I must say to you but I am sorry that you must endure this difficult time. However I counsel married couples and if I were able to speak with you I definitely would need to speak with both of you. But what I can say to him is this: your fear of going to hell is well-founded because that fear falls into the realm of blasphemy which is one of those sins that has very complicated consequences but it does not mean that you cannot ever work that out with God. There is a book that I like to recommend to all the couples that come to see me in it is called "The Dynamics of Divinely Created Relationships" and in very simple language explains the role of the husband, the role of the wife, and the role of God in the relationship. If God ever is taken out of the relationship you will suffer because your relationship will be destroyed not because that's what you desire but it is a direct result of taking God out of your relationship. There are many things that we could talk about but it would be better if you wanted to call me and let me talk with both of you at the same time where we can examine where your faith life is at and what it takes to get your faith life back on track and working for God instead of against. Please give me a call; (586) 994-1725!! My name is Lawrence; the name given me by God before I was born. Please give me a call but remembered to have both of you present so that I may talk with both you and your husband. Lawrence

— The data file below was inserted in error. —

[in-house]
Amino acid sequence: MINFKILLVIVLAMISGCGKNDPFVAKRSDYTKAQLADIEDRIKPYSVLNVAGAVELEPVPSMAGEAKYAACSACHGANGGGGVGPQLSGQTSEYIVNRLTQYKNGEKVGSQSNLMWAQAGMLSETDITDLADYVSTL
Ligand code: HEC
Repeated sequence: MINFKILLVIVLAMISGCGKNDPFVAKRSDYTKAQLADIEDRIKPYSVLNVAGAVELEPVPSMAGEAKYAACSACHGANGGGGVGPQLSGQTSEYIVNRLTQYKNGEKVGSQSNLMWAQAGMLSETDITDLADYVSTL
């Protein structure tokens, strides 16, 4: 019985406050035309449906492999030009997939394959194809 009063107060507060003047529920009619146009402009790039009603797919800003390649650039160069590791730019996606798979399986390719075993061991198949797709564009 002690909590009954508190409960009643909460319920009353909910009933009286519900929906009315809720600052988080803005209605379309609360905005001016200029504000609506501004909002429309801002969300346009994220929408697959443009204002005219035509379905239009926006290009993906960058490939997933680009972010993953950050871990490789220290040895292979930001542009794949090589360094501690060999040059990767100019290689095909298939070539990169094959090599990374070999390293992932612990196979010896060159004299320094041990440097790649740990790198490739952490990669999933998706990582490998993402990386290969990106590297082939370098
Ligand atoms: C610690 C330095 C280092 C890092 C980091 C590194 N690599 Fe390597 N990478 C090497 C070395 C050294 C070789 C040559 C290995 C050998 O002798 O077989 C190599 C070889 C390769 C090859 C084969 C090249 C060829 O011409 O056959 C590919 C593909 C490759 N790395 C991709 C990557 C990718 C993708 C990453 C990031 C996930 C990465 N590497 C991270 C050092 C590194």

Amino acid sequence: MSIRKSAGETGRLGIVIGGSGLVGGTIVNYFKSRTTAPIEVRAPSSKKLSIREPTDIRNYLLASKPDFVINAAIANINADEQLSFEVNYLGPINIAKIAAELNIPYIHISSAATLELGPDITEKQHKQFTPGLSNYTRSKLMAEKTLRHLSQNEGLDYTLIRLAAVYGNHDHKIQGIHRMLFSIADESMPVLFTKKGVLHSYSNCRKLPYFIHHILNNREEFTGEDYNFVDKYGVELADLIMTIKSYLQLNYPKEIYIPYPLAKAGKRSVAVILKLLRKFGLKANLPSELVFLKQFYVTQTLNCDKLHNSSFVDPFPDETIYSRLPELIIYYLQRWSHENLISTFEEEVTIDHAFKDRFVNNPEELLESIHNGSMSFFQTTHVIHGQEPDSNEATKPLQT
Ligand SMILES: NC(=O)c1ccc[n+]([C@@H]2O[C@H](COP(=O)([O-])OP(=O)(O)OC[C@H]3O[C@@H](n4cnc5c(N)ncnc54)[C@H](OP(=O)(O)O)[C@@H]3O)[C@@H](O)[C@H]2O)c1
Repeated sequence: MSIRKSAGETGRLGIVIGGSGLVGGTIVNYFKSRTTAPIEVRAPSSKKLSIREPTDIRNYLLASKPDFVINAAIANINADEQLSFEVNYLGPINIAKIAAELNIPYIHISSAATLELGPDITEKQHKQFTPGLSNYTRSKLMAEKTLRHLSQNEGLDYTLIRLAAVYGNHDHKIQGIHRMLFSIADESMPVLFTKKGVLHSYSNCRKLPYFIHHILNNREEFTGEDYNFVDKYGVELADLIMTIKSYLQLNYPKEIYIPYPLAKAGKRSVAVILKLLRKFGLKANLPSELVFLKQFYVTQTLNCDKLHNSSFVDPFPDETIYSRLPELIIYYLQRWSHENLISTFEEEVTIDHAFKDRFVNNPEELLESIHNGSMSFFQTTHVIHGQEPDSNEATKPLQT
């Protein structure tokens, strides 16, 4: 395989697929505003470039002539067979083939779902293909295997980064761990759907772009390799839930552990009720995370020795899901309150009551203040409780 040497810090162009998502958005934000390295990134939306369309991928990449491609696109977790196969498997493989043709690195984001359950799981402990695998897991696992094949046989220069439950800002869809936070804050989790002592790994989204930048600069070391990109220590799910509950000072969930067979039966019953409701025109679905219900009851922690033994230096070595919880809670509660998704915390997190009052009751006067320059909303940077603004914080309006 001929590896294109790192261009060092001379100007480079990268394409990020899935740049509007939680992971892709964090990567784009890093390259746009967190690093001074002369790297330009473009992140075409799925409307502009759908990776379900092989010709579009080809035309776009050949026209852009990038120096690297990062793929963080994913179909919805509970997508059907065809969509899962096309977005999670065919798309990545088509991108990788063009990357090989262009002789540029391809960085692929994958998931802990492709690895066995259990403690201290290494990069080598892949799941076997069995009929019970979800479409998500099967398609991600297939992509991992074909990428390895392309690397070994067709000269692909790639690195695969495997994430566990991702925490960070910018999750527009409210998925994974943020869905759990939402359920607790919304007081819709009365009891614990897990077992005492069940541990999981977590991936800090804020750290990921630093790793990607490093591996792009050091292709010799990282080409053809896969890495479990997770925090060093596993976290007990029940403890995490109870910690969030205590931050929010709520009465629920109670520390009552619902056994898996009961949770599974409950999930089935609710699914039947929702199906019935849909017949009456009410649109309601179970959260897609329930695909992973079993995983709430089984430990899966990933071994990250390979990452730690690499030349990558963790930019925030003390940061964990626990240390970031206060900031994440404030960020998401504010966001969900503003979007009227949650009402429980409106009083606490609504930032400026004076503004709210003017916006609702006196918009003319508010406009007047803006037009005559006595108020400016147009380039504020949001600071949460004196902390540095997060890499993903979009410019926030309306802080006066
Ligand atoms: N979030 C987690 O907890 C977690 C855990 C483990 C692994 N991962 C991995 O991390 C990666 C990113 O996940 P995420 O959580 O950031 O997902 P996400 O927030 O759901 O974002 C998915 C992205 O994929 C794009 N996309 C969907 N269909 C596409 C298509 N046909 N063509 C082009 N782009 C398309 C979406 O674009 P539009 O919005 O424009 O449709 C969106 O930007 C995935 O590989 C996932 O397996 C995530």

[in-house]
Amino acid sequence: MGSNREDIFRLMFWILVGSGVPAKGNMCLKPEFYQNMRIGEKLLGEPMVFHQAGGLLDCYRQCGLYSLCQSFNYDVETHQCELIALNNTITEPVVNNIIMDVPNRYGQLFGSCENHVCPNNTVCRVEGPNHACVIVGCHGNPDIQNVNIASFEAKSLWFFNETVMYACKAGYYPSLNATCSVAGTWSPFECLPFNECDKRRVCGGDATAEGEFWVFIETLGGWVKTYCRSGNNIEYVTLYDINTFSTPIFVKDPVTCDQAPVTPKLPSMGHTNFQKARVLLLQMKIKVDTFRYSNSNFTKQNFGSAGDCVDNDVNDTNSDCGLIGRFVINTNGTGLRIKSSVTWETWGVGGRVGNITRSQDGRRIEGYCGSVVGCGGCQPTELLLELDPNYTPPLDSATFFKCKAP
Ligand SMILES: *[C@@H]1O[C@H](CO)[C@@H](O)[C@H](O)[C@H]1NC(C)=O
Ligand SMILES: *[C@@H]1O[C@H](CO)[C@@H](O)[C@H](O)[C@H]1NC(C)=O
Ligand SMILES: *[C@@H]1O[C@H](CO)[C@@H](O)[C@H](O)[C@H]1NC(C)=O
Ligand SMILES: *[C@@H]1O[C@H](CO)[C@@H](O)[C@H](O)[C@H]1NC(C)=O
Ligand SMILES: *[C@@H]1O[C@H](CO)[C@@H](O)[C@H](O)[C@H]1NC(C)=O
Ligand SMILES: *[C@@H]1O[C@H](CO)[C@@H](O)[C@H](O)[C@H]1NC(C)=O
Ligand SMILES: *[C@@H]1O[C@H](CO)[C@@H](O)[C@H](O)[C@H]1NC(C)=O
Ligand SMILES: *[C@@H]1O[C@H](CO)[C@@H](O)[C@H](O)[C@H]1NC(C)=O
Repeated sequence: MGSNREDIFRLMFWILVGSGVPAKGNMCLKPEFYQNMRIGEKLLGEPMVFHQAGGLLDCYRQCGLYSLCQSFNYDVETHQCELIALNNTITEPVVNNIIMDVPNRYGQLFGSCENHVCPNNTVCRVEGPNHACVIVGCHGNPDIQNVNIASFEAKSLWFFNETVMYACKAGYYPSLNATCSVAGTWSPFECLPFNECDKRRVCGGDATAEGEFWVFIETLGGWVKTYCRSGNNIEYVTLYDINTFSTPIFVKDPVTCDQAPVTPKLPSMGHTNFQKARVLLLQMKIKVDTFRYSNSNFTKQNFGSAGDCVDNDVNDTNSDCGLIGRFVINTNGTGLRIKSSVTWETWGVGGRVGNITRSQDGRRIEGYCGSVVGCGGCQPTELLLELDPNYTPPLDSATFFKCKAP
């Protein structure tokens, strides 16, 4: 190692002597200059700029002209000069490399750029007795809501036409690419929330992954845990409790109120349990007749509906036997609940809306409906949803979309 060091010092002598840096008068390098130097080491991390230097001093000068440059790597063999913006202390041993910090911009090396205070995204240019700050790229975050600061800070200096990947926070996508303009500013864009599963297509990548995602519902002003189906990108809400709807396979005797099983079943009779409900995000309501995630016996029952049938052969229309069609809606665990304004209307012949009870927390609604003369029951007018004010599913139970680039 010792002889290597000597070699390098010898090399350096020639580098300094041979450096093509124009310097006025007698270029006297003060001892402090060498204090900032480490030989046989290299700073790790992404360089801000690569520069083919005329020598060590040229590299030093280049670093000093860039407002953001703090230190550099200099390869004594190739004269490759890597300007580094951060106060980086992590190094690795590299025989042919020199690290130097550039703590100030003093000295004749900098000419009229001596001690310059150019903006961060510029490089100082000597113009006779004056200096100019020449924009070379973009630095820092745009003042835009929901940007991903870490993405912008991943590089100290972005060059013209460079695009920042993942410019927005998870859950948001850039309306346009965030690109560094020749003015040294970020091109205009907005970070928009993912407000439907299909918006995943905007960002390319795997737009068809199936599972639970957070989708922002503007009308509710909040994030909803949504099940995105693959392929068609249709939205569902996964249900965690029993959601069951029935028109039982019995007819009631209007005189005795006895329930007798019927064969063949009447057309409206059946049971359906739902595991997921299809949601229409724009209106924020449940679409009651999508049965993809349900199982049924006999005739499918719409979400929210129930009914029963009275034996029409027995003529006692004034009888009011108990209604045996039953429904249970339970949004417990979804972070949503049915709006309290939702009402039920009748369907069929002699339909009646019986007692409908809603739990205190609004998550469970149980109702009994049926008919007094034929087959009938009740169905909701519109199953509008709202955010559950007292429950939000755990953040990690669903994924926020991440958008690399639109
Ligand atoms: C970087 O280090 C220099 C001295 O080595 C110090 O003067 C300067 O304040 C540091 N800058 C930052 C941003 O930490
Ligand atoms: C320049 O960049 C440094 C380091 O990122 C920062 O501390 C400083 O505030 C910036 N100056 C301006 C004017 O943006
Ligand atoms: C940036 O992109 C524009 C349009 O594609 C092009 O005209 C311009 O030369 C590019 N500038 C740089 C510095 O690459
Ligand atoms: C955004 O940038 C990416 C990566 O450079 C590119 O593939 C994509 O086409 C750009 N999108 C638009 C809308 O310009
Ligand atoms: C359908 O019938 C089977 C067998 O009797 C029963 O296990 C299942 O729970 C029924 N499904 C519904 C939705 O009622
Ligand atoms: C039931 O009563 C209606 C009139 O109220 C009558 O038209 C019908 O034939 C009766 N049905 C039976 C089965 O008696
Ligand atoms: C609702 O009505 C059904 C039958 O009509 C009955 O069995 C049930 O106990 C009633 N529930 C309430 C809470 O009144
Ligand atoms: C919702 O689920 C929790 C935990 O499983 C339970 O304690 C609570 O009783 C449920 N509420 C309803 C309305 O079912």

[/quote]

**( the underline is mine ).

With respect to you Lawrence, her husband is in a VERY fragile state of mind right now, and doesn't need the fear of hell added to the mix.

I agree, if the people going to you are in a healthy state of mind and having marriage problems, you would handle things differently. But please, DO NOT add this to someone who is already in so much pain it shouts all over CAF.